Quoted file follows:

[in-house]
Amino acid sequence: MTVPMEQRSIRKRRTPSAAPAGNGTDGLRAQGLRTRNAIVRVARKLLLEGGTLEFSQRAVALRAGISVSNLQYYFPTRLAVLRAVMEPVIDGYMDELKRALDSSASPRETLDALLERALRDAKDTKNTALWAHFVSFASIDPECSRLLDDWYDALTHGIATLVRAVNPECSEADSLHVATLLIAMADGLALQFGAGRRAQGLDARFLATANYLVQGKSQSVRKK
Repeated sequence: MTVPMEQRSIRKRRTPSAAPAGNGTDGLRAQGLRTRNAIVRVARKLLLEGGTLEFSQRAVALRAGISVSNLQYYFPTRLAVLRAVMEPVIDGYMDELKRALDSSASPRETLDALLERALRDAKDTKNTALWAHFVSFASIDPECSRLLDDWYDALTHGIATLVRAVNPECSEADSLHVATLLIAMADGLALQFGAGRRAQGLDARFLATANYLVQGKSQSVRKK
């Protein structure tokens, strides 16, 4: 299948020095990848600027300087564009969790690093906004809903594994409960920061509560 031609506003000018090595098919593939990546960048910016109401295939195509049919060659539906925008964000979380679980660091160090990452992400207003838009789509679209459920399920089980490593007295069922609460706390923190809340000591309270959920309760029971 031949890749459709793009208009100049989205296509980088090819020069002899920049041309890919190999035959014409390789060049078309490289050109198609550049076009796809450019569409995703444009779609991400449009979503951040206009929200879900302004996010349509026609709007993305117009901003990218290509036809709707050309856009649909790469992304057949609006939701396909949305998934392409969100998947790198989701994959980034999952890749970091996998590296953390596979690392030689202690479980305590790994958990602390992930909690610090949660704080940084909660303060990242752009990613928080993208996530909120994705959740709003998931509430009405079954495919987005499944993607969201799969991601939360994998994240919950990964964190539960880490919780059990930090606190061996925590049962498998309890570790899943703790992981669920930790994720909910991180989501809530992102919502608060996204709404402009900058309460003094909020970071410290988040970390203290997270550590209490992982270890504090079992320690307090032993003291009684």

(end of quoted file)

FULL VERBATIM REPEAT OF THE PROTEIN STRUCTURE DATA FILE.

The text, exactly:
[in-house]
Amino acid sequence: MTVPMEQRSIRKRRTPSAAPAGNGTDGLRAQGLRTRNAIVRVARKLLLEGGTLEFSQRAVALRAGISVSNLQYYFPTRLAVLRAVMEPVIDGYMDELKRALDSSASPRETLDALLERALRDAKDTKNTALWAHFVSFASIDPECSRLLDDWYDALTHGIATLVRAVNPECSEADSLHVATLLIAMADGLALQFGAGRRAQGLDARFLATANYLVQGKSQSVRKK
Repeated sequence: MTVPMEQRSIRKRRTPSAAPAGNGTDGLRAQGLRTRNAIVRVARKLLLEGGTLEFSQRAVALRAGISVSNLQYYFPTRLAVLRAVMEPVIDGYMDELKRALDSSASPRETLDALLERALRDAKDTKNTALWAHFVSFASIDPECSRLLDDWYDALTHGIATLVRAVNPECSEADSLHVATLLIAMADGLALQFGAGRRAQGLDARFLATANYLVQGKSQSVRKK
């Protein structure tokens, strides 16, 4: 299948020095990848600027300087564009969790690093906004809903594994409960920061509560 031609506003000018090595098919593939990546960048910016109401295939195509049919060659539906925008964000979380679980660091160090990452992400207003838009789509679209459920399920089980490593007295069922609460706390923190809340000591309270959920309760029971 031949890749459709793009208009100049989205296509980088090819020069002899920049041309890919190999035959014409390789060049078309490289050109198609550049076009796809450019569409995703444009779609991400449009979503951040206009929200879900302004996010349509026609709007993305117009901003990218290509036809709707050309856009649909790469992304057949609006939701396909949305998934392409969100998947790198989701994959980034999952890749970091996998590296953390596979690392030689202690479980305590790994958990602390992930909690610090949660704080940084909660303060990242752009990613928080993208996530909120994705959740709003998931509430009405079954495919987005499944993607969201799969991601939360994998994240919950990964964190539960880490919780059990930090606190061996925590049962498998309890570790899943703790992981669920930790994720909910991180989501809530992102919502608060996204709404402009900058309460003094909020970071410290988040970390203290997270550590209490992982270890504090079992320690307090032993003291009684």